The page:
To the extent that anything of value is leaving the Cube, the cards entering more or less fill those holes. This is largely a list of black’s least playable cards in the Cube, though I will say that specifically Ravenous Chupacabra and Shriekmaw leaving the Cube is a downgrade for the color.
It is true that Ravenous Chupacabra is a little inefficient for this environment, but the decks that want it, like Recurring Nightmare and midrange decks, are generally happy to have it, and its castability makes it much more desirable than Noxious Gearhulk, which is a very unappealing rate for the environment. Shriekmaw would show up meaningfully in all of the same places, and these decks are taking a hit in favor of black aggressive decks which have more or less never been successful in Vintage Cube.
To that end, a number of these swaps suggest that there is a distinction between black aggressive decks and Sacrifice decks, and in practice those are just the same archetype. You can’t swap out black aggressive cards for Sacrifice cards; you need both for either to be successful. A few changes in this update seem to be made in favor of aggressive decks more easily playing two colors, but Gix decks are the same decks as Woe Strider and Bloodghast decks.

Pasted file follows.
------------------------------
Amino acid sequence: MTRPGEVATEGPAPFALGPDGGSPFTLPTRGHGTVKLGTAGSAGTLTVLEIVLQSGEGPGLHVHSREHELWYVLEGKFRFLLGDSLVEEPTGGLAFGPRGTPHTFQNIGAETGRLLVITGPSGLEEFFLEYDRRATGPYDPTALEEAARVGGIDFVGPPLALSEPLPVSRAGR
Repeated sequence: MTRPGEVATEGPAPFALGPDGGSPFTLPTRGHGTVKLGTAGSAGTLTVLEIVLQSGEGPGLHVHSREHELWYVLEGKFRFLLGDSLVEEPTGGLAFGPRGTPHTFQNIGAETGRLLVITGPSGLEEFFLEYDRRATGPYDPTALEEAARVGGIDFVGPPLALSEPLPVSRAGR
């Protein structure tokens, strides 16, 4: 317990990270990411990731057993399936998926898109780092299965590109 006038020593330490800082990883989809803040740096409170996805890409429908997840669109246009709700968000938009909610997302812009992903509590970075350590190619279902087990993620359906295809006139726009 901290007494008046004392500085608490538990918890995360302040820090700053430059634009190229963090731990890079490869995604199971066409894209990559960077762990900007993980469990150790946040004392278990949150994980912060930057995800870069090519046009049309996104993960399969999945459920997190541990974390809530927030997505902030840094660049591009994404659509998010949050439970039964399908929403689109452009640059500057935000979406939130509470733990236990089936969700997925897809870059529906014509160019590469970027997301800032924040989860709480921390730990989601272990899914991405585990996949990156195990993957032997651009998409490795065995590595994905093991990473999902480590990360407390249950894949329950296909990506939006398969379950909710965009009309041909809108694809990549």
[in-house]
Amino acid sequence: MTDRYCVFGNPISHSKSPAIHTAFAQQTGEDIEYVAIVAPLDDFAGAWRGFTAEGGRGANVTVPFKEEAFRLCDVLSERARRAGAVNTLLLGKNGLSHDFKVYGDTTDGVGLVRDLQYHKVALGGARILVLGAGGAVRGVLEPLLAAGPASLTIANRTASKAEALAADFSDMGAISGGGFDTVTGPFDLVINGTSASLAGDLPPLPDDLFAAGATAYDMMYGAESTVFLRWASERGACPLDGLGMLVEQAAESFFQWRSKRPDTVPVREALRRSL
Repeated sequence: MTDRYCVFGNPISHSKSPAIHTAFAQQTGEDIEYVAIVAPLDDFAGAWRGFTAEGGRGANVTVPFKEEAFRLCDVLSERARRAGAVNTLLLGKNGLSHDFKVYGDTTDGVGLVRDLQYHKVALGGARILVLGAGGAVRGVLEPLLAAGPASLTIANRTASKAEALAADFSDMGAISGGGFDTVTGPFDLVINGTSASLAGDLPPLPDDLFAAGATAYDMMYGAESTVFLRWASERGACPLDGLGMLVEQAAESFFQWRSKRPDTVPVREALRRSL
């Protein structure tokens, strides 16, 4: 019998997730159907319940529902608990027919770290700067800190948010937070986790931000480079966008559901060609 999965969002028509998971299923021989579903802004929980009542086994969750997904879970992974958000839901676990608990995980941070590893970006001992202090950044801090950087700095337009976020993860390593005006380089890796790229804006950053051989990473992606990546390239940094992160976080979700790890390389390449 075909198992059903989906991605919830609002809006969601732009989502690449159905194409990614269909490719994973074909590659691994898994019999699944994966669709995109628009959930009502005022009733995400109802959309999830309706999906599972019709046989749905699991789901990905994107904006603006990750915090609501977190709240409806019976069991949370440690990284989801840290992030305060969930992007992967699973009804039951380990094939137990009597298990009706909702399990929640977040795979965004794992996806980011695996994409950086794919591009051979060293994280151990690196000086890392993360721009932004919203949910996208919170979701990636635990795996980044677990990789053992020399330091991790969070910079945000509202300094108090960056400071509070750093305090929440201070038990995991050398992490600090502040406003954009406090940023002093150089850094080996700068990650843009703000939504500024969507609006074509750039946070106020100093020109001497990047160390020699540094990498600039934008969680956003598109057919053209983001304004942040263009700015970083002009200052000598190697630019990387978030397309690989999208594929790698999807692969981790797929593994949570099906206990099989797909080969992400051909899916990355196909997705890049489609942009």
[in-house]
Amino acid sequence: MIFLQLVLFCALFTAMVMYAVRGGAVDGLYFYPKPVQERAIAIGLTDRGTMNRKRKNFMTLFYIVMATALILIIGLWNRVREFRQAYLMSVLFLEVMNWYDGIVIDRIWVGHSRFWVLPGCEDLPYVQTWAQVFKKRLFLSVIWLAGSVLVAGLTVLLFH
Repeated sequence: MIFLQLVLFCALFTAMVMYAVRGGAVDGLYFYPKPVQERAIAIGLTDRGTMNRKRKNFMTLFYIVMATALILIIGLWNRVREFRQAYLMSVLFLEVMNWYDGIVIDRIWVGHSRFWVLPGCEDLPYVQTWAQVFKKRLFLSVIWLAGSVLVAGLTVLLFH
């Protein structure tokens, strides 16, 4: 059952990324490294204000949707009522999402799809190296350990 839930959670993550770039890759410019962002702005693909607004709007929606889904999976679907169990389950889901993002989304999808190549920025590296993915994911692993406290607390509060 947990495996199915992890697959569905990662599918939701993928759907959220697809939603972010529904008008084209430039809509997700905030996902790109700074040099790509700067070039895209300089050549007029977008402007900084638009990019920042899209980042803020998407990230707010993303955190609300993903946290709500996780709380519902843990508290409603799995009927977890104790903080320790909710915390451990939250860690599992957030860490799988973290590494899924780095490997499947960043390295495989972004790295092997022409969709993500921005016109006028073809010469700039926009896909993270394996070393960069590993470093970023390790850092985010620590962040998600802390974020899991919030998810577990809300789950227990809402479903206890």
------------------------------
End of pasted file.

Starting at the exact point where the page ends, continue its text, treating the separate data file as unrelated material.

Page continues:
Orcish Bowmasters is an upgrade for black as a generically playable card that I’d play in realistically any black deck. I’m a fan of reintroducing Massacre Wurm as well as a castable threat for Reanimator that much more meaningfully impacts the battlefield than Noxious Gearhulk. I don’t think I’d say that black got worse on balance with this update, but it’s strange to remark on these two great cards being added without feeling like black meaningfully got better.
Similarly to black, red is losing some stinkers for some heaters, but it’s also losing some heaters. Cutting Eidolon of the Great Revel seems to be another nod to trying to finesse players off mono-color aggro decks, and cutting Goblin Bombardment makes sense if you’re giving up on an explicit Sacrifice theme, but Young Pyromancer looks like the kind of cut you make to either be the villain on purpose now or with the plan the whole time being to become the hero when you add it back later. It’s such a clear fan favorite that I don’t know what else I could say about that cut.